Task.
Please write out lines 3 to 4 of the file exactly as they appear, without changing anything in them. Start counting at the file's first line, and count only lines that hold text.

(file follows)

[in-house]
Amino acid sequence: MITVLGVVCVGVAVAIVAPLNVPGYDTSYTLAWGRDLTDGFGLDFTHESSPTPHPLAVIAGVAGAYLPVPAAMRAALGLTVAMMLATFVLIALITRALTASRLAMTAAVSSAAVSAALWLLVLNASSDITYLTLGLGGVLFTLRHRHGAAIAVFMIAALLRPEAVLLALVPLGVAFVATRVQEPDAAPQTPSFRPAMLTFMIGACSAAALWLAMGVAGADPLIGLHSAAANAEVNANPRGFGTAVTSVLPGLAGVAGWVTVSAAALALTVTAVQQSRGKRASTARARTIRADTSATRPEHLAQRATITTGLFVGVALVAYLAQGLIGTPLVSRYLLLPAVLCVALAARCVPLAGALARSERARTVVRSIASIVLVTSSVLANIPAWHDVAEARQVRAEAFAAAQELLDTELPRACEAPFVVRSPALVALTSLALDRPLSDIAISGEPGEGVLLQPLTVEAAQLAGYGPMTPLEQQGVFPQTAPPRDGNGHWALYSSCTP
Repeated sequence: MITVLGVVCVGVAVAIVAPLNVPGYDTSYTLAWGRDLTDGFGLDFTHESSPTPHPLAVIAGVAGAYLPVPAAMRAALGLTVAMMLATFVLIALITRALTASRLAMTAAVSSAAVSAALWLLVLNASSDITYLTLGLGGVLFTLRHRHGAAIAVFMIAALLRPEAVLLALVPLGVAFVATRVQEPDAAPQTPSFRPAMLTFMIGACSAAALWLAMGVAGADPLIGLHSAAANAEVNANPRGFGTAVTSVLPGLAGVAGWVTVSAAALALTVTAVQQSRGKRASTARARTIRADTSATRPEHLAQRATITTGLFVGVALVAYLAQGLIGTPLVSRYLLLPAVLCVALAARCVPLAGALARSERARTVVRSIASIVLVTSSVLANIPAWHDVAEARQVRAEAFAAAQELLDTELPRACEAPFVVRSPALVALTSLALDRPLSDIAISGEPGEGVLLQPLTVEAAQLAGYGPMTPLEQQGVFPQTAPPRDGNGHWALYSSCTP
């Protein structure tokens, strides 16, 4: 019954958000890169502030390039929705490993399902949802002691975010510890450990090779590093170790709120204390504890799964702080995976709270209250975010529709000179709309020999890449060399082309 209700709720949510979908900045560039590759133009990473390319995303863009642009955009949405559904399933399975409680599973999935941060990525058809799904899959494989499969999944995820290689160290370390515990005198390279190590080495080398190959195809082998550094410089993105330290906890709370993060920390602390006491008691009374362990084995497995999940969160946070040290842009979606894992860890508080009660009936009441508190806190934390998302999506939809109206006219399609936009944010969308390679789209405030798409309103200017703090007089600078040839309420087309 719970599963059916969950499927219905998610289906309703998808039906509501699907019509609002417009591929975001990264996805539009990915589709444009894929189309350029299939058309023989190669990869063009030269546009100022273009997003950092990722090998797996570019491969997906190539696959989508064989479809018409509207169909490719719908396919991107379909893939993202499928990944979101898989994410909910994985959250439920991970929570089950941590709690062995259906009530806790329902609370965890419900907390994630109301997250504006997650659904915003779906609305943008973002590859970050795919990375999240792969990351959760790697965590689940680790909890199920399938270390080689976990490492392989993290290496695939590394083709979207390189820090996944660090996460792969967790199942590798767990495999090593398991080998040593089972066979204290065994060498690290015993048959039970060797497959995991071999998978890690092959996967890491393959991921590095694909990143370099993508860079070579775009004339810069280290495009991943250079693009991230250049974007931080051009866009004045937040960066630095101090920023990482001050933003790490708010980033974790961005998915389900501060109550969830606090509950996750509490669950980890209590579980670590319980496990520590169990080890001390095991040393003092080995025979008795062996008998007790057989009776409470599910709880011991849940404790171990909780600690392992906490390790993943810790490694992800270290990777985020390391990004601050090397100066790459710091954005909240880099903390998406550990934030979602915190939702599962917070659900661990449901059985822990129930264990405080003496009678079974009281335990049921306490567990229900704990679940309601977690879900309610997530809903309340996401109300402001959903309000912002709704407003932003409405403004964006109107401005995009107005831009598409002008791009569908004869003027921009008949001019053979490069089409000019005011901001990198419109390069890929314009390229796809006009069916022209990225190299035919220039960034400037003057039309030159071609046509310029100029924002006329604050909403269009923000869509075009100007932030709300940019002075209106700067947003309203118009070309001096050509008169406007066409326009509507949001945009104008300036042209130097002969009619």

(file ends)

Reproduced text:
Repeated sequence: MITVLGVVCVGVAVAIVAPLNVPGYDTSYTLAWGRDLTDGFGLDFTHESSPTPHPLAVIAGVAGAYLPVPAAMRAALGLTVAMMLATFVLIALITRALTASRLAMTAAVSSAAVSAALWLLVLNASSDITYLTLGLGGVLFTLRHRHGAAIAVFMIAALLRPEAVLLALVPLGVAFVATRVQEPDAAPQTPSFRPAMLTFMIGACSAAALWLAMGVAGADPLIGLHSAAANAEVNANPRGFGTAVTSVLPGLAGVAGWVTVSAAALALTVTAVQQSRGKRASTARARTIRADTSATRPEHLAQRATITTGLFVGVALVAYLAQGLIGTPLVSRYLLLPAVLCVALAARCVPLAGALARSERARTVVRSIASIVLVTSSVLANIPAWHDVAEARQVRAEAFAAAQELLDTELPRACEAPFVVRSPALVALTSLALDRPLSDIAISGEPGEGVLLQPLTVEAAQLAGYGPMTPLEQQGVFPQTAPPRDGNGHWALYSSCTP
């Protein structure tokens, strides 16, 4: 019954958000890169502030390039929705490993399902949802002691975010510890450990090779590093170790709120204390504890799964702080995976709270209250975010529709000179709309020999890449060399082309 209700709720949510979908900045560039590759133009990473390319995303863009642009955009949405559904399933399975409680599973999935941060990525058809799904899959494989499969999944995820290689160290370390515990005198390279190590080495080398190959195809082998550094410089993105330290906890709370993060920390602390006491008691009374362990084995497995999940969160946070040290842009979606894992860890508080009660009936009441508190806190934390998302999506939809109206006219399609936009944010969308390679789209405030798409309103200017703090007089600078040839309420087309 719970599963059916969950499927219905998610289906309703998808039906509501699907019509609002417009591929975001990264996805539009990915589709444009894929189309350029299939058309023989190669990869063009030269546009100022273009997003950092990722090998797996570019491969997906190539696959989508064989479809018409509207169909490719719908396919991107379909893939993202499928990944979101898989994410909910994985959250439920991970929570089950941590709690062995259906009530806790329902609370965890419900907390994630109301997250504006997650659904915003779906609305943008973002590859970050795919990375999240792969990351959760790697965590689940680790909890199920399938270390080689976990490492392989993290290496695939590394083709979207390189820090996944660090996460792969967790199942590798767990495999090593398991080998040593089972066979204290065994060498690290015993048959039970060797497959995991071999998978890690092959996967890491393959991921590095694909990143370099993508860079070579775009004339810069280290495009991943250079693009991230250049974007931080051009866009004045937040960066630095101090920023990482001050933003790490708010980033974790961005998915389900501060109550969830606090509950996750509490669950980890209590579980670590319980496990520590169990080890001390095991040393003092080995025979008795062996008998007790057989009776409470599910709880011991849940404790171990909780600690392992906490390790993943810790490694992800270290990777985020390391990004601050090397100066790459710091954005909240880099903390998406550990934030979602915190939702599962917070659900661990449901059985822990129930264990405080003496009678079974009281335990049921306490567990229900704990679940309601977690879900309610997530809903309340996401109300402001959903309000912002709704407003932003409405403004964006109107401005995009107005831009598409002008791009569908004869003027921009008949001019053979490069089409000019005011901001990198419109390069890929314009390229796809006009069916022209990225190299035919220039960034400037003057039309030159071609046509310029100029924002006329604050909403269009923000869509075009100007932030709300940019002075209106700067947003309203118009070309001096050509008169406007066409326009509507949001945009104008300036042209130097002969009619």